Blood Journal
Leading the way in experimental and clinical research in hematology

How I treat LGL leukemia

  1. Thierry Lamy1 and
  2. Thomas P. Loughran Jr2
  1. 1Department of Hematology, Pontchaillou University Hospital, Rennes, France; and
  2. 2Penn State Hershey Cancer Institute, Hershey, PA
This article has an Erratum 123(13):2127
This article has an Erratum 123(13):2127


Large granular lymphocyte (LGL) leukemia is characterized by a clonal expansion of either CD3+ cytotoxic T or CD3 NK cells. Prominent clinical features of T-LGL leukemia include neutropenia, anemia and rheumatoid arthritis (RA). The terminal effector memory phenotype (CD3+/CD45RA+/CD62LCD57+) of T-LGL suggests a pivotal chronic antigen-driven immune response. LGL survival is then promoted by platelet-derived growth factor and interleukin-15, resulting in global dysregulation of apoptosis and resistance to normal pathways of activation-induced cell death. These pathogenic features explain why treatment of T-LGL leukemia is based on immunosuppressive therapy. The majority of these patients eventually need treatment because of severe or symptomatic neutropenia, anemia, or RA. No standard therapy has been established because of the absence of large prospective trials. The authors use low-dose methotrexate initially for T-LGL leukemia patients with neutropenia and/or RA. We recommend either methotrexate or oral cyclophosphamide as initial therapy for anemia. If treatment is not successful, patients are switched to either the other agent or cyclosporine. The majority of patients experience an indolent clinical course. Deaths infrequently occur because of infections related to severe neutropenia. As there are no curative therapeutic modalities for T-LGL leukemia, new treatment options are needed.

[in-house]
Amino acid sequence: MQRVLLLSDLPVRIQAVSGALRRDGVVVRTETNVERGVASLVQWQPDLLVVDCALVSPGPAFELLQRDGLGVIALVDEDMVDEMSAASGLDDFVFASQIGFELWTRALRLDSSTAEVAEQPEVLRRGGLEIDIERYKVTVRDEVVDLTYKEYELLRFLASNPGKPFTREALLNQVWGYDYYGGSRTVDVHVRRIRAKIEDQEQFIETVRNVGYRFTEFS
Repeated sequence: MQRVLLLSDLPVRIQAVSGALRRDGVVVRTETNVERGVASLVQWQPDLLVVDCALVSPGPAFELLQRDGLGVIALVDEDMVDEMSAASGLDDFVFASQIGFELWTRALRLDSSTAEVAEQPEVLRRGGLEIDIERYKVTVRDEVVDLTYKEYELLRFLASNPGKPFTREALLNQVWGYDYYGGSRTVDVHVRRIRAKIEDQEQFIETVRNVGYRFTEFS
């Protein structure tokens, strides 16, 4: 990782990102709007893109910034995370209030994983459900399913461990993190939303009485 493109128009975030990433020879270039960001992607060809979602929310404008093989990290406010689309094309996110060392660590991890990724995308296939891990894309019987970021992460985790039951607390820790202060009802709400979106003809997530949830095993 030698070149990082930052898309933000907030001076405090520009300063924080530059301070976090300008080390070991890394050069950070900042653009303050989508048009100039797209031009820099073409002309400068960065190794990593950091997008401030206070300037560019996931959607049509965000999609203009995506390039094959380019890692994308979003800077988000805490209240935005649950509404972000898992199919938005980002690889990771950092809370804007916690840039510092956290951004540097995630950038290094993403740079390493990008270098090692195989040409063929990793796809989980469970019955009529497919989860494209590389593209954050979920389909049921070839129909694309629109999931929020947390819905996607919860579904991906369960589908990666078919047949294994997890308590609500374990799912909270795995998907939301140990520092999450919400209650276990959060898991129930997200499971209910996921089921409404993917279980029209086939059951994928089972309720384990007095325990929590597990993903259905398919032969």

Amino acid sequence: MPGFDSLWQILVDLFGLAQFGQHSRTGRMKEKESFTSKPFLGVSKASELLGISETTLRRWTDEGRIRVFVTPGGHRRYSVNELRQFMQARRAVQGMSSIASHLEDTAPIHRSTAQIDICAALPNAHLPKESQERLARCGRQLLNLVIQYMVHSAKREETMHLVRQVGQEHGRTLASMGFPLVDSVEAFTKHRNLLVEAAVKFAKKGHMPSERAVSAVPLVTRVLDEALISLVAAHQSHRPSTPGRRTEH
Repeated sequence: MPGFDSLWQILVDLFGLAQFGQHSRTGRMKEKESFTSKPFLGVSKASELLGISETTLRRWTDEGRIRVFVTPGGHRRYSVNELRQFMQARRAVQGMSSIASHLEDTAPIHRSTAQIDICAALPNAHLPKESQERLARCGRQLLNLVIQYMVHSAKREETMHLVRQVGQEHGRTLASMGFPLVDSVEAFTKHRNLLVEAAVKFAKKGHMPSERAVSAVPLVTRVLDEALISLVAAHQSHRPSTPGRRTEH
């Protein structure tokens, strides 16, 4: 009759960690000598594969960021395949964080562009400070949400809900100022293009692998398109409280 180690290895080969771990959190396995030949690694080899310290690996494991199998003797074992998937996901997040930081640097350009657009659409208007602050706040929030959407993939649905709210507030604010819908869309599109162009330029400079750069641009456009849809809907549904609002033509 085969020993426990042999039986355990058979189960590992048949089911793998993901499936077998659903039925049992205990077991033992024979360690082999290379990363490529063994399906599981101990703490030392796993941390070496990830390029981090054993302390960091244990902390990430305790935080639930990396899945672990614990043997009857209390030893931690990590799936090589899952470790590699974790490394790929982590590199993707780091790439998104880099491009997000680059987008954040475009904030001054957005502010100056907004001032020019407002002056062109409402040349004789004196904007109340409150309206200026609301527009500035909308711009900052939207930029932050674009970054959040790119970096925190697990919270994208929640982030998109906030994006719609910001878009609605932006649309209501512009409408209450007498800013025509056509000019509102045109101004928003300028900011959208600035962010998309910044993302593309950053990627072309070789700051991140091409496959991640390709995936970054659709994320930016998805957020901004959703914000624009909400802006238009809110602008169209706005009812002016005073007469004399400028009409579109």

• Submitted July 29, 2010.
  • Accepted November 13, 2010.
View Full Text